There is a snobbish element as well. One that is so Milanese that I don’t think they realise they’re doing it behind their well hidden eyes in Channel apparel; men dress like they’re ready for photoshoots and the women look like they’ve just been on one. Appearance, and appearing to care about appearance, are paramount. 

But then, there is this other side. One that makes my defiance look pale in comparison. One that matches La Scala with single handed doffs of the cap to a world leading university in business and management. One that homes two teams with very different fan bases – one, a fiery and passionate firebrand the other, an ever seeking title of “Italy’s team”, trying to please everyone, and no one at the same time. 

You can’t tell who it is I support, right? 

They have some of the world’s best restaurants, they entertain some of the best music, they are open to self criticism and they are the ticking machine that makes Italy run; without it, Italy, and Lombardy would be lost. 

However, for me, their ultimate defiance lies in how they approach life. A city that persistently weaves the fabric (metaphorical and literal) of Italian-ness, embraces the things that make Italy, Italy and discard openly the things that also make it as well. The people who battled fascists during the war now stand against the new brand of right wing ideology not by shunning immigration, but taking a wider, more nuanced approach. 

The city which allows old to mix with new is littered with streets where startups reside next to fifth and sixth generation businesses; finding ways to communicate and help one-another creating an exciting buzz and community. 

A city where aperitivo is welcomed and not scoffed as “a poor excuse to not eat properly.” Because as we all know, aperitivo is more than a drink, it’s a habitual act, it’s “bella figura” in miniature. My last trip made me take note, more than it probably should have.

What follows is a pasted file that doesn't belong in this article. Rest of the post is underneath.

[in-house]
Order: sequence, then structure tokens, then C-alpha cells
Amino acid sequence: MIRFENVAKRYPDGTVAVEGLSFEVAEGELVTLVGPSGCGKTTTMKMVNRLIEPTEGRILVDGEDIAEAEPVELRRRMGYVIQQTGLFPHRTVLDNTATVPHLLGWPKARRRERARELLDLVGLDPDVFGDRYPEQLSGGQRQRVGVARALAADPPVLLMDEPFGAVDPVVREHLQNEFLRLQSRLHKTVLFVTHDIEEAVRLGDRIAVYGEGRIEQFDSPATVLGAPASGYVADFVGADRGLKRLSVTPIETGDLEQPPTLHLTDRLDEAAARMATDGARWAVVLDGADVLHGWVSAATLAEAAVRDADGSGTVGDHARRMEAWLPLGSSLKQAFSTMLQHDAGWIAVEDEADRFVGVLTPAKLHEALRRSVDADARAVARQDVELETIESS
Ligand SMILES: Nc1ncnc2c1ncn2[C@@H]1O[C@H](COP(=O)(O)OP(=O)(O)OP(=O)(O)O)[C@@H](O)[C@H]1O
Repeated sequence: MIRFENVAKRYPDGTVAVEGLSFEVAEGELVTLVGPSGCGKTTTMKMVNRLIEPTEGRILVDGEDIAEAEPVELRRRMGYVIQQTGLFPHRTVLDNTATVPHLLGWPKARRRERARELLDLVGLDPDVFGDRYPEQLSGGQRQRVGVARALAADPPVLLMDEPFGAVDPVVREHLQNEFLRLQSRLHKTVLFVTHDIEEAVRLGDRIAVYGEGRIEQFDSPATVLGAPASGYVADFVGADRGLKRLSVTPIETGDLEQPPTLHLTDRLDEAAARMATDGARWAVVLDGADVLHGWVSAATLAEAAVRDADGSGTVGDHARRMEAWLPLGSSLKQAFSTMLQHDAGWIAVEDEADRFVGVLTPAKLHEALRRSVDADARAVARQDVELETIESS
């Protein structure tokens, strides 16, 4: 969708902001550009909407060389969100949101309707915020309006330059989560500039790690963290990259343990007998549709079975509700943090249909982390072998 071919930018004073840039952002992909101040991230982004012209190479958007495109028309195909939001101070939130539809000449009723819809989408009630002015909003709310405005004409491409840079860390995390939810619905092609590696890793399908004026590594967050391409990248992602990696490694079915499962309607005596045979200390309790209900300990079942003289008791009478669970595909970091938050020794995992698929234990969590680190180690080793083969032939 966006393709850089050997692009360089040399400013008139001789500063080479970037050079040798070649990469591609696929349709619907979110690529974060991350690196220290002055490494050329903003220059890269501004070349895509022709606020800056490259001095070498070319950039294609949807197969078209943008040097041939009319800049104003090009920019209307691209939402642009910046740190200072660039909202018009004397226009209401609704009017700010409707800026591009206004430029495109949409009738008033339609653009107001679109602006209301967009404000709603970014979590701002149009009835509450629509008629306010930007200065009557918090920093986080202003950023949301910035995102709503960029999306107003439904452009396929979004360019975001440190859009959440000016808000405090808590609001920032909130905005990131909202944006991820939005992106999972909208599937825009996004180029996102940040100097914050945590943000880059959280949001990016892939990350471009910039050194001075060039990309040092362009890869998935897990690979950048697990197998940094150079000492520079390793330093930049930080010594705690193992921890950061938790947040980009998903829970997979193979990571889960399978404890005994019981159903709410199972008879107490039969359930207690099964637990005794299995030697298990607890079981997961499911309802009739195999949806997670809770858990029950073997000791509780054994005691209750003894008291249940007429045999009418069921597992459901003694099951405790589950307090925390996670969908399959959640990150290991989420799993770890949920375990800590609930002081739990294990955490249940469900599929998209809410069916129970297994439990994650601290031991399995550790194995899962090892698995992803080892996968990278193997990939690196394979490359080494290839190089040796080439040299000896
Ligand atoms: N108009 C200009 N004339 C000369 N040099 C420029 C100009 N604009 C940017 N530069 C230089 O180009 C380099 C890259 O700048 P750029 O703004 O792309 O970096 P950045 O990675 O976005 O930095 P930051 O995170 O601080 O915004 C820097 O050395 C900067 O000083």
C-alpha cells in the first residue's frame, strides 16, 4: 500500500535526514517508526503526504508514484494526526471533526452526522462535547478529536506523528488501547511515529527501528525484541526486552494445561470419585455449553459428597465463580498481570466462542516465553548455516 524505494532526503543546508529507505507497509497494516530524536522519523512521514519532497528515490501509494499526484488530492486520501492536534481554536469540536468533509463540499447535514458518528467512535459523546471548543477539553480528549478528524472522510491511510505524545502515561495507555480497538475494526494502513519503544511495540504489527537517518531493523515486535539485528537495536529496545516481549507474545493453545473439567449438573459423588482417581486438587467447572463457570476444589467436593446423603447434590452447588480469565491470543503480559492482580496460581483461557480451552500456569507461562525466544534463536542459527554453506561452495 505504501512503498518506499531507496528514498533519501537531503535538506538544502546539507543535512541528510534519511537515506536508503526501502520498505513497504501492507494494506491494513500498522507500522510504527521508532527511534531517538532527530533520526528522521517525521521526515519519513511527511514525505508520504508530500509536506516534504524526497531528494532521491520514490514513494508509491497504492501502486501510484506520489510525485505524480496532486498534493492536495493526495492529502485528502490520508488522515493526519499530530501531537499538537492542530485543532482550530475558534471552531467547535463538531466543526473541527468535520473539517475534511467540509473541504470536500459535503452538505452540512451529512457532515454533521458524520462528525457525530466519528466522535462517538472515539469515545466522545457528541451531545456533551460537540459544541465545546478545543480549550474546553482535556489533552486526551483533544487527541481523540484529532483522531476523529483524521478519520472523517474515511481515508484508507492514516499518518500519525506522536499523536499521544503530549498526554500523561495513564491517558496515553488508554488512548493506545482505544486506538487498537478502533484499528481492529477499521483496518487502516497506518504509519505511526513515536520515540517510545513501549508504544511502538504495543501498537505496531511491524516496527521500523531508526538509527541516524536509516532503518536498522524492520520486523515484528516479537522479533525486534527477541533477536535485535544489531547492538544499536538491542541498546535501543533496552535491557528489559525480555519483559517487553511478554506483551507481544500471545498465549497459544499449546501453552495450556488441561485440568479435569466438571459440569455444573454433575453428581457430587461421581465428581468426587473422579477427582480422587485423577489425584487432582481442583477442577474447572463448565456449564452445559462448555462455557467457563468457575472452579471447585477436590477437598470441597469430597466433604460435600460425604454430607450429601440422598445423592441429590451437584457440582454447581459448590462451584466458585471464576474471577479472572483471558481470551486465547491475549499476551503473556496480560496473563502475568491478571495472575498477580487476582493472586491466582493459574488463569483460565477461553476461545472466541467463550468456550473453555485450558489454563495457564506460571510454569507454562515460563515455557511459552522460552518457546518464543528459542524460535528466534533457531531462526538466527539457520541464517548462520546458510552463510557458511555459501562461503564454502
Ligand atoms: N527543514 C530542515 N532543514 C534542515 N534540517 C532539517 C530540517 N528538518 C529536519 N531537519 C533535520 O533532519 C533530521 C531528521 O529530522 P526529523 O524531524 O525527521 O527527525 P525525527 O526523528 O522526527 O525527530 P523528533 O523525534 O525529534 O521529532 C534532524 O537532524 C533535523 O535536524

I sat and watched people pass by. Streets that overflowed with friends and acquaintances just chatting, having a drink, taking the time to chew the fat and nibble on snacks, a small buffet enough to also make me realise, “this is why they’re thin.” 

There was laughter, there was playfulness, there was anger at the thought of politics or business even being discussed. There was also a man who at 11:30pm was still immaculately dressed in work wear. He looked like he was about to Reginald Perin at the end, disappear into some Milanese inner city street way and never be seen again. 

No need for police, not a hint of trouble with alcohol in the street. This is what pleasant felt like, and at that moment, Milan had me. It probably didn’t want me, but it got me. 

I understood Italy – as seen by foreigners who only visit Chiantishire but it had to be my way. It had to be in a non-neurotic, non anglo-saxonised way because that was the only way I could take it in. 

A bar on the corner, a street full of people, a sense that “as long as you’re here to have a drink and relax, we’re fine with it.”  

Milan stole my soul in the most defiantly different of ways.